Mayfield has thrown seven of his 15 touchdown passes in two games against the Cincinnati Bengals. Although inclement weather factored into his recent back-to-back scoreless outings, he's often going to play in those type of conditions late in seasons at home in Cleveland. For the year, he's averaging only 182.9 passing yards per game. 

    Mayfield can lean on the Browns' fourth-ranked ground attack to power the offense, but Cleveland will eventually need him to lead the offense with his arm. Although he's been efficient, he hasn't looked impressive throwing downfield, as the team ranks 30th in passing. 

    Cleveland still has to face the Baltimore Ravens, New York Giants and Pittsburgh Steelers in its remaining seven contests, all of whom boast top-11 run defenses. Mayfield will have to force those three teams to respect the Browns' aerial attack.

    If he's unable to do so, the Browns offense would have a one-dimensional offense. That's a disappointing reality with a No. 1 overall pick under center. Cleveland has to make a decision on Mayfield's fifth-year option in the offseason.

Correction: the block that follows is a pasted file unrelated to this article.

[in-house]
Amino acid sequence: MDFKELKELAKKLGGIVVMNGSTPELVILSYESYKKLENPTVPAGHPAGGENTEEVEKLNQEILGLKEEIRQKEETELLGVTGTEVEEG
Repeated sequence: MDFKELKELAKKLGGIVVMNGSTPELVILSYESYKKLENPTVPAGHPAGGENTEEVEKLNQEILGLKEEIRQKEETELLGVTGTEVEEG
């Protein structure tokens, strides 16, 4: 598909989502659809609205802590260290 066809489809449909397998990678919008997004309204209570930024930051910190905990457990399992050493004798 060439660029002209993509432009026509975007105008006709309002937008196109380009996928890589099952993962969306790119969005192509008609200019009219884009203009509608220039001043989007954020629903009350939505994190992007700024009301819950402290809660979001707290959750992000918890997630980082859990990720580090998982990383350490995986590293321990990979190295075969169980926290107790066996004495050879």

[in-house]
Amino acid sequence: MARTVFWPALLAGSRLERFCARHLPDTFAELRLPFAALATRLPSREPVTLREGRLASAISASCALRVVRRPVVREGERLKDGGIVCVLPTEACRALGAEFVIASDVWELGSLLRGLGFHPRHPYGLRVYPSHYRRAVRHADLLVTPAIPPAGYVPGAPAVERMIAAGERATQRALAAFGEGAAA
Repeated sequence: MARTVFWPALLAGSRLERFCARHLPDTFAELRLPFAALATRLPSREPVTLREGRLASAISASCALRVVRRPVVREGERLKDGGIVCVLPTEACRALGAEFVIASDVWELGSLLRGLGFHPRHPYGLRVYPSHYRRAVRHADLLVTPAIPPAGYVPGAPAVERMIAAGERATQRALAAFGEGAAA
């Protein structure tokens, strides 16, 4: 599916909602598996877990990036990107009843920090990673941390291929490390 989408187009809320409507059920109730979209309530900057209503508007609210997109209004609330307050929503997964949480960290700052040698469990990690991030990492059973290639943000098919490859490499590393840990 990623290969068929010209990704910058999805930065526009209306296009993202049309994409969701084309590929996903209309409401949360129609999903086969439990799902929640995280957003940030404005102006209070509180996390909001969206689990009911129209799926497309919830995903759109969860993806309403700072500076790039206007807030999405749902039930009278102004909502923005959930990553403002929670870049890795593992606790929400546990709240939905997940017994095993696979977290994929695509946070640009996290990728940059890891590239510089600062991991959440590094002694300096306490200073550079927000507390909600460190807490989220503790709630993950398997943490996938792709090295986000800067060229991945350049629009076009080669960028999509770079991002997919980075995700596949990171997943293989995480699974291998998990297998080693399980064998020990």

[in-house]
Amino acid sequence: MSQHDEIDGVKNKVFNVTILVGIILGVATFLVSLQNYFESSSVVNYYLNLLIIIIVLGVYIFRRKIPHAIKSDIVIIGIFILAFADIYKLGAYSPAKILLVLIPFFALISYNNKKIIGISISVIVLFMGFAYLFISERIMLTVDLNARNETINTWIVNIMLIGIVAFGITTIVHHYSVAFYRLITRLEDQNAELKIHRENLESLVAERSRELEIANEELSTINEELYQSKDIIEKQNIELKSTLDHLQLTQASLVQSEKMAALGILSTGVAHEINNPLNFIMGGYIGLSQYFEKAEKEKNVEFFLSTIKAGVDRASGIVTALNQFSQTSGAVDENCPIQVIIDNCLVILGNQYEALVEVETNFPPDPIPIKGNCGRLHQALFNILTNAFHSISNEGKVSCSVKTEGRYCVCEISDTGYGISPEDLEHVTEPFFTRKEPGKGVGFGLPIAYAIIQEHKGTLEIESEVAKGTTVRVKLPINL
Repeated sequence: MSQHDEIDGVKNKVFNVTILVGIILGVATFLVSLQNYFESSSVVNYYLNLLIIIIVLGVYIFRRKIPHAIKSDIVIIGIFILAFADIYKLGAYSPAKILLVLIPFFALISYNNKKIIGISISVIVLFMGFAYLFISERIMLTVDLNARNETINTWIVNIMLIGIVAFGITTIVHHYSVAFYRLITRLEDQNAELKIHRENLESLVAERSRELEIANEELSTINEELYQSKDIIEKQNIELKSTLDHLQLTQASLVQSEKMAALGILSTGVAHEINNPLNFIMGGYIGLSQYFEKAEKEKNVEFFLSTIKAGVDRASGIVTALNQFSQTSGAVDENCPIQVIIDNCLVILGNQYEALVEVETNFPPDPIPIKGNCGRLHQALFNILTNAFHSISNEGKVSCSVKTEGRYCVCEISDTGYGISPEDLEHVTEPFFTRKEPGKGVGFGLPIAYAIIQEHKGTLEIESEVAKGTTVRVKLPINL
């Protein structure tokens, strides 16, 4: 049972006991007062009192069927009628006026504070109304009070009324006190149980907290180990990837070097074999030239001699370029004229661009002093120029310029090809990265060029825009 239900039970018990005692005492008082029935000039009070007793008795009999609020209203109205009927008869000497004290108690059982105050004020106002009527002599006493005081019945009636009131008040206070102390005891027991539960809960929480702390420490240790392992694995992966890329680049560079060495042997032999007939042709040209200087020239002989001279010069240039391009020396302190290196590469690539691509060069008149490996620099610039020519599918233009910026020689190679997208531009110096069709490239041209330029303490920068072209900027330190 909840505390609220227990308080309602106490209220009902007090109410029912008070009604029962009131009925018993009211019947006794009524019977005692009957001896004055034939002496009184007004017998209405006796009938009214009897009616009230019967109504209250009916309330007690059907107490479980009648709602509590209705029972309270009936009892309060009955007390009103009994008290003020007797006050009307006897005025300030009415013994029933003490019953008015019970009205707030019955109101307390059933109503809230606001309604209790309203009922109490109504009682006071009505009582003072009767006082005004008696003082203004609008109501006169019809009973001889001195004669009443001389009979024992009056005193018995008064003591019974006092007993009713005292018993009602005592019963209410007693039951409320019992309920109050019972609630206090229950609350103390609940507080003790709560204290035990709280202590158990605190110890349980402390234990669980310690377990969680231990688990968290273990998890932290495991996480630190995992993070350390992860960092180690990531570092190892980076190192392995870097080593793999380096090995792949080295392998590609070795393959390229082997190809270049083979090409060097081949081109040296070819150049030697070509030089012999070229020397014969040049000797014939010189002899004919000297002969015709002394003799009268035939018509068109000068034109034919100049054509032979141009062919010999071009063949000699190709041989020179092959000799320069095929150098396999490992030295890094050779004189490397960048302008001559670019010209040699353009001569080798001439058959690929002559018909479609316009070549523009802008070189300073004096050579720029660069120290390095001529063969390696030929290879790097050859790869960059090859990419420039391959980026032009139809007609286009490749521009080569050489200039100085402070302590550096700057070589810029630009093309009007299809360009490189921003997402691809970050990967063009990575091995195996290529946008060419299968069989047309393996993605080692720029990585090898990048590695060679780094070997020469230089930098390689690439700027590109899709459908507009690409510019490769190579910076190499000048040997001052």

QB Cam Newton, New England Patriots

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    Bill Kostroun/Associated Press

    At the age of 31, Cam Newton should have more prime seasons left in his tank. However, he's taken a lot of hits, having logged 1,014 carries for 5,141 yards and 67 touchdowns on the ground throughout his 10-year NFL career.

    The Carolina Panthers released Newton in March and moved on with Teddy Bridgewater, which complicated the former's free-agent landing spots with several veteran quarterbacks already on the market. Front-office executives likely had their eyes on available talent months before the new calendar year.

    Newton's market shrank, and he settled for a modest one-year deal worth approximately $1.8 million with the New England Patriots in the hope of garnering some respect. Thus far, he's posed a bigger threat on the ground than with his arm, logging 80 carries for 335 yards and nine scores compared to 1,535 yards, three touchdowns and seven interceptions through the air.